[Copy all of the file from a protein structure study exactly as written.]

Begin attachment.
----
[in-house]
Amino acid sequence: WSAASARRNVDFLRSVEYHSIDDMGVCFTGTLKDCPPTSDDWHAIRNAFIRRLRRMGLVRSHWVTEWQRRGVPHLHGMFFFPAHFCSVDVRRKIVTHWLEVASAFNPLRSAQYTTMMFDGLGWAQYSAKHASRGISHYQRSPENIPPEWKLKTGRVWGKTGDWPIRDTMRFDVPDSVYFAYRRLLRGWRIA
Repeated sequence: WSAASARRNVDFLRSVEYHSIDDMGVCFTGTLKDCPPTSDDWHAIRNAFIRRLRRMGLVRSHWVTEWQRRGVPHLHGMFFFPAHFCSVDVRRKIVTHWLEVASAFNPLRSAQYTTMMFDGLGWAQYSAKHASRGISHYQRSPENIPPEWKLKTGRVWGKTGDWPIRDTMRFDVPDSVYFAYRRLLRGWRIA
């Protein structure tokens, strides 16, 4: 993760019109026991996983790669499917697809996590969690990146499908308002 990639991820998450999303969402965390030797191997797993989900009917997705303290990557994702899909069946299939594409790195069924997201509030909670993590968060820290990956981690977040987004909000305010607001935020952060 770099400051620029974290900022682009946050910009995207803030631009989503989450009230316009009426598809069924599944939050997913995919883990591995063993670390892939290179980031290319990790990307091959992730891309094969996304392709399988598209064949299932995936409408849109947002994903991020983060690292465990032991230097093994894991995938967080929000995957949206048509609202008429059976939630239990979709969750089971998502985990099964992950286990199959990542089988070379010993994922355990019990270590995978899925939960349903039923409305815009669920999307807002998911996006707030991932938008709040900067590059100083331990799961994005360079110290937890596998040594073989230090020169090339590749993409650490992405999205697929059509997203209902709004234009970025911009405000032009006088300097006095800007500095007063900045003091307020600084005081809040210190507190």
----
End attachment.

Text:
[in-house]
Amino acid sequence: WSAASARRNVDFLRSVEYHSIDDMGVCFTGTLKDCPPTSDDWHAIRNAFIRRLRRMGLVRSHWVTEWQRRGVPHLHGMFFFPAHFCSVDVRRKIVTHWLEVASAFNPLRSAQYTTMMFDGLGWAQYSAKHASRGISHYQRSPENIPPEWKLKTGRVWGKTGDWPIRDTMRFDVPDSVYFAYRRLLRGWRIA
Repeated sequence: WSAASARRNVDFLRSVEYHSIDDMGVCFTGTLKDCPPTSDDWHAIRNAFIRRLRRMGLVRSHWVTEWQRRGVPHLHGMFFFPAHFCSVDVRRKIVTHWLEVASAFNPLRSAQYTTMMFDGLGWAQYSAKHASRGISHYQRSPENIPPEWKLKTGRVWGKTGDWPIRDTMRFDVPDSVYFAYRRLLRGWRIA
């Protein structure tokens, strides 16, 4: 993760019109026991996983790669499917697809996590969690990146499908308002 990639991820998450999303969402965390030797191997797993989900009917997705303290990557994702899909069946299939594409790195069924997201509030909670993590968060820290990956981690977040987004909000305010607001935020952060 770099400051620029974290900022682009946050910009995207803030631009989503989450009230316009009426598809069924599944939050997913995919883990591995063993670390892939290179980031290319990790990307091959992730891309094969996304392709399988598209064949299932995936409408849109947002994903991020983060690292465990032991230097093994894991995938967080929000995957949206048509609202008429059976939630239990979709969750089971998502985990099964992950286990199959990542089988070379010993994922355990019990270590995978899925939960349903039923409305815009669920999307807002998911996006707030991932938008709040900067590059100083331990799961994005360079110290937890596998040594073989230090020169090339590749993409650490992405999205697929059509997203209902709004234009970025911009405000032009006088300097006095800007500095007063900045003091307020600084005081809040210190507190």